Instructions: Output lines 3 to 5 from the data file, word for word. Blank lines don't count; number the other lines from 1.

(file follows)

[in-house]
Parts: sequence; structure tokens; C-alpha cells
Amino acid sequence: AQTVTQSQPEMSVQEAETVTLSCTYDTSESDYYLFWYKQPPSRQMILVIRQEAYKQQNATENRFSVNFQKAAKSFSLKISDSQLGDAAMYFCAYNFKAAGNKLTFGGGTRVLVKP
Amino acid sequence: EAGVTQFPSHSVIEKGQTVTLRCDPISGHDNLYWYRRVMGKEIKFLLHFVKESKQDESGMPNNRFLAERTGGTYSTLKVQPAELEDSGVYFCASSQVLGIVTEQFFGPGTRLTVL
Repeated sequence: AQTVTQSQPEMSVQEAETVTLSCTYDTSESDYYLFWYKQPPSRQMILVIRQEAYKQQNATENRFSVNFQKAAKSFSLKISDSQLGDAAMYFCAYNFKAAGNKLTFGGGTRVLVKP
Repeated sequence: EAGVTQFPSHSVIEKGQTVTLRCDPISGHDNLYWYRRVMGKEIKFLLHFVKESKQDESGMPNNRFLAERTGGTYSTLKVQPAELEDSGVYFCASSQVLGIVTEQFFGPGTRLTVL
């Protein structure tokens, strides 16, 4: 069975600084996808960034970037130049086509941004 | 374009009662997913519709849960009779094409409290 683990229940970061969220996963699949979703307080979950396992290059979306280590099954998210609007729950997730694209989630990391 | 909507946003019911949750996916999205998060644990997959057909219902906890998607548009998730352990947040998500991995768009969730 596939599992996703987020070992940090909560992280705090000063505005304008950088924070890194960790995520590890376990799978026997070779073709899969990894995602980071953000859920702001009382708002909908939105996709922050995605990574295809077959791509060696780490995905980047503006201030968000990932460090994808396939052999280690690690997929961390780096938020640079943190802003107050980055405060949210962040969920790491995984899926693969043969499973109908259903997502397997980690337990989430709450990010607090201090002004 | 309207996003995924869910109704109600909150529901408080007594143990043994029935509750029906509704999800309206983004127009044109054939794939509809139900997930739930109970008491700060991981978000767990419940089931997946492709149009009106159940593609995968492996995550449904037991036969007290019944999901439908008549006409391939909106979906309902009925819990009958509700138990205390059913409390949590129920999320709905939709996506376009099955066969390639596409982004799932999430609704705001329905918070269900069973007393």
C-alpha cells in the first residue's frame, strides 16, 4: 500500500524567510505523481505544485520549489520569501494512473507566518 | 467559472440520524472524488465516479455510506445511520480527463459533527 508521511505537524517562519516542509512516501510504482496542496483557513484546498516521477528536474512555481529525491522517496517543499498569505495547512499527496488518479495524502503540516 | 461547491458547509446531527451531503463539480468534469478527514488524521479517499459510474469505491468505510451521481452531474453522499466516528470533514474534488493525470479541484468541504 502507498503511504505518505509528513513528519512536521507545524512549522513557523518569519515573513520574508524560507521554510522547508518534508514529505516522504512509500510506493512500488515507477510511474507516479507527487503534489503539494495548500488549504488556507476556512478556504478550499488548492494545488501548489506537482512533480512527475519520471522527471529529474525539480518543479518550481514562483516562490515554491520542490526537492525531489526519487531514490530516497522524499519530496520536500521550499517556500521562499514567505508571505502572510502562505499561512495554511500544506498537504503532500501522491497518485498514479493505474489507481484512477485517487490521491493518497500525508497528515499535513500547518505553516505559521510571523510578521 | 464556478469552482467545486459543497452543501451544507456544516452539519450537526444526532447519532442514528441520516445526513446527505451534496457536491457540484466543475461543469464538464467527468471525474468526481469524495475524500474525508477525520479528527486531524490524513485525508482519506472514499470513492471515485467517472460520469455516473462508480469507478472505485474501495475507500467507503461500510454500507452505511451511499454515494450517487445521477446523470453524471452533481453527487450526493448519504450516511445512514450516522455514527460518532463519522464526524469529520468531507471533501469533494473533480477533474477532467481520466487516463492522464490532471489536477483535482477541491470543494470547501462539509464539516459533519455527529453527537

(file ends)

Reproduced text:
Amino acid sequence: AQTVTQSQPEMSVQEAETVTLSCTYDTSESDYYLFWYKQPPSRQMILVIRQEAYKQQNATENRFSVNFQKAAKSFSLKISDSQLGDAAMYFCAYNFKAAGNKLTFGGGTRVLVKP
Amino acid sequence: EAGVTQFPSHSVIEKGQTVTLRCDPISGHDNLYWYRRVMGKEIKFLLHFVKESKQDESGMPNNRFLAERTGGTYSTLKVQPAELEDSGVYFCASSQVLGIVTEQFFGPGTRLTVL
Repeated sequence: AQTVTQSQPEMSVQEAETVTLSCTYDTSESDYYLFWYKQPPSRQMILVIRQEAYKQQNATENRFSVNFQKAAKSFSLKISDSQLGDAAMYFCAYNFKAAGNKLTFGGGTRVLVKP